Traditionally, a large part of the appeal of the energy sector for investors has been its propensity for larger than average dividends. Over the last few years though, as lower than anticipated oil and natural gas prices have put pressure on oil companies’ profits, there was an expectation that even the once reliable dividend payers would have to cut their payouts.
When the entire world’s economy shut down for a month or so earlier this year, forcing the price of the front contract for WTI into the negative, that process got hastened. Drastic cuts to dividends, and even in some cases their complete elimination, happened throughout the sector, from oil producers to pipeline companies and oilfield service businesses.
It would seem now though that there is not a lot left to cut, and with oil having recovered somewhat it is a good tine to go dividend hunting again!
Can Oil Stocks Go Any Lower?
The obvious, and perfectly correct answer to that question is yes, of course they can. In theory even massive historic companies can go under, effectively driving their stock to zero. Plenty of older people who held the “mighty” GM for years before their bankruptcy following the last recession know that all too well.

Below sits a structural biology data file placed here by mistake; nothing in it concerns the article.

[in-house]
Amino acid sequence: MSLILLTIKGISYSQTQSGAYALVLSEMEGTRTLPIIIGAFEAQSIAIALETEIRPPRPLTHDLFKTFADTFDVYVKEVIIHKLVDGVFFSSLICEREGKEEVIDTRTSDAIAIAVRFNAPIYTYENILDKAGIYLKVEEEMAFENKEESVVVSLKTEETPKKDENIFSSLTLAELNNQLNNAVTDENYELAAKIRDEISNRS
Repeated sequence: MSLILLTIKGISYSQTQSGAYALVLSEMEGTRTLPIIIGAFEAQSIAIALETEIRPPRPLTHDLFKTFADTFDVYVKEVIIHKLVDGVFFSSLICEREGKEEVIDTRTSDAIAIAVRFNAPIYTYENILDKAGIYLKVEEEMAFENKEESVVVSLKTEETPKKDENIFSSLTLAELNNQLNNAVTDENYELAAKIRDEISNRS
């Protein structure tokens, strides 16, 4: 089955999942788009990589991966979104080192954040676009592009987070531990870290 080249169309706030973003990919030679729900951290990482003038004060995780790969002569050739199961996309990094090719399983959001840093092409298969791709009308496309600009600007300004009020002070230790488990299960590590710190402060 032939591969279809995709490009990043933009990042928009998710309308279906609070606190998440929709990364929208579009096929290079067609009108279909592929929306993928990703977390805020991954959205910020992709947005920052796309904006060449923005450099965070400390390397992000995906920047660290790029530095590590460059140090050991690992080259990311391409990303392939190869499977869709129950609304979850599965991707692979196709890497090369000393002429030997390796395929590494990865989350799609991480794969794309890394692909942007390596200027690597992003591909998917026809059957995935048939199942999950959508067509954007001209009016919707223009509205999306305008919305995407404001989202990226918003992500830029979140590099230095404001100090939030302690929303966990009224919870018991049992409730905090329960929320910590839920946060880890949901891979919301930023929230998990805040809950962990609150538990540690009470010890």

It doesn’t even have to be as final as bankruptcy either. Look at the once all-powerful GE, whose stock dropped below $10 in 2018 for the first time since the Great Recession and has only traded above that level for a couple of months since.
In both cases, iconic companies that had survived through thick and thin finally hit the point where they just kept going down.
That could happen to traditional energy stocks, but a better question is: “Is it likely to?” The answer to that would appear to be no.
Take a look at the chart for XLE, the energy sector ETF, above. As you can see, we are now not that far off the lows in March. Lest you forgot, that was a time when the roads and skies all around the world were empty. Oil consumption was as close to zero as it can ever get.
Things have improved so far from there that current levels look oversold by comparison.
I Thought You Were Bearish on Stocks Right Now?
If you follow me closely, whether as a subscriber to Energy Income Trader where I give actual trades based on my analysis, or a reader of my Nasdaq.com daily column, or anywhere else you may hear or read my thoughts and words, you may know that I have a decided short bias for the stock market at the moment.
That, however, is about valuation. Stocks overall are just too high given the current situation and risks. Energy, however, where the kind of irrational exuberance that has led to every conceivable bit of good news over the next year or two being priced in, has no such problem.
In fact, up 35% from the March low but down 50% from the start of the year sounds about right to me for the sector as a whole. There are still risks, but they are priced in here, and there is always a chance of a solid recovery lasting until a vaccine and/or cure is found, rather than a second and third wave and another shutdown.